I think now that we may be on the verge of major breakthroughs in battery technology, we could soon see the beginning of the end of using gasoline and diesel fuel for motor vehicles anyway.
Around 2010, Volkswagen Chairman Martin Winterkorn predicted that by 2020, a vehicle about the size of today's VW Golf model--with similar carrying capacity in terms of passengers and cargo--could travel 800 km (497 miles) on a single full charge of the car's electric battery pack. Thanks to new forms of lithium-ion batteries that use dry electrodes and graphene sheets and carbon nanotube supercapacitors, such a goal may not be such a far-fetched idea; if Winterkorn's prediction proves true, that will truly start the transition from away from using internal combustion engines fueled by gasoline or diesel fuel for personal vehicles.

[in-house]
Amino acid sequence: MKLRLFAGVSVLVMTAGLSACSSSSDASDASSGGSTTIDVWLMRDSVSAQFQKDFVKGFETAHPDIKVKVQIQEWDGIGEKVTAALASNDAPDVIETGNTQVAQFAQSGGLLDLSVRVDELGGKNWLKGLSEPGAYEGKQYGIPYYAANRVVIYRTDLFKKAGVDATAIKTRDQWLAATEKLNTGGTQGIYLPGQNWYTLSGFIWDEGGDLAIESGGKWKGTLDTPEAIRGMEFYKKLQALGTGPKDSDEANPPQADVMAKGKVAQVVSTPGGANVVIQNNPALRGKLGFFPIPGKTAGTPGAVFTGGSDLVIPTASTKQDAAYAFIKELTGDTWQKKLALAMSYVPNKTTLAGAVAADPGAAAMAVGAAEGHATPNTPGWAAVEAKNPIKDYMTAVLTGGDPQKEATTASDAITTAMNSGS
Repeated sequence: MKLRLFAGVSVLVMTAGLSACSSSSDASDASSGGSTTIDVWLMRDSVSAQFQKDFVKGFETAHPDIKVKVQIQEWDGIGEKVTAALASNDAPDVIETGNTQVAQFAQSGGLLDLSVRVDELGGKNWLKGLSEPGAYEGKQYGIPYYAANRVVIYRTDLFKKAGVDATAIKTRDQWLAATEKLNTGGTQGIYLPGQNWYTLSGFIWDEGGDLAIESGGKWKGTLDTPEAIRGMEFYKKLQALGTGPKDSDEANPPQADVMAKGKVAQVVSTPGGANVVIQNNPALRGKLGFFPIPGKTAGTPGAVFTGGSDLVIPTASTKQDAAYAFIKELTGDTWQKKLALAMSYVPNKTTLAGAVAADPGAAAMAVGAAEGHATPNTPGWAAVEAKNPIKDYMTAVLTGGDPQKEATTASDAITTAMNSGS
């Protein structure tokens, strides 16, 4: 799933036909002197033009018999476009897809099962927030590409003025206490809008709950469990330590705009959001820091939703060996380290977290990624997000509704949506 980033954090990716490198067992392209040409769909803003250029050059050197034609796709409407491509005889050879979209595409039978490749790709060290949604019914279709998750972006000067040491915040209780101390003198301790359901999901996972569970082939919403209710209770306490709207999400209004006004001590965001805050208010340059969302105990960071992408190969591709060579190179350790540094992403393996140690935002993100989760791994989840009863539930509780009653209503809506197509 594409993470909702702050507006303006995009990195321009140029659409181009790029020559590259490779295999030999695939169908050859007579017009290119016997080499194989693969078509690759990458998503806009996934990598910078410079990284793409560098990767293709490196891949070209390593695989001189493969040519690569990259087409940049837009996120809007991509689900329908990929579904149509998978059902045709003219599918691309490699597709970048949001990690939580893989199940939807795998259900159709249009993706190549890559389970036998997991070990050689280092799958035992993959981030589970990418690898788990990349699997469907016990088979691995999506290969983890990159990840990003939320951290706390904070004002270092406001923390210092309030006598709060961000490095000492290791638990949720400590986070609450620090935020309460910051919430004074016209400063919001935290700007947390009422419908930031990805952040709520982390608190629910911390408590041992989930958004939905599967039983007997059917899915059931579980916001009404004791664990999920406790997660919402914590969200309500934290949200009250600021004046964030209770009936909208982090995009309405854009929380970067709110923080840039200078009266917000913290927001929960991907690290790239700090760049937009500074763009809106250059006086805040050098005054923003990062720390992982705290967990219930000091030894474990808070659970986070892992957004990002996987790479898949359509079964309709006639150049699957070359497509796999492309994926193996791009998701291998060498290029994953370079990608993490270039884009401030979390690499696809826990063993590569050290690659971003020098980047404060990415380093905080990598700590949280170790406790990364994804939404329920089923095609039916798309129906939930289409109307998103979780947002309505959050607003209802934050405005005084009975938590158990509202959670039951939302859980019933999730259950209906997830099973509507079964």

However, gasoline and diesel fuel will be around longer until the change I mention above is complete, thanks to new industrial catalysts ("cat crackers") that can convert natural gas into very clean-burning forms of gasoline and diesel fuel--and it will be cheap to make, too. This will provide a "bridge" of fuel technology until long-range electric cars I described earlier become common.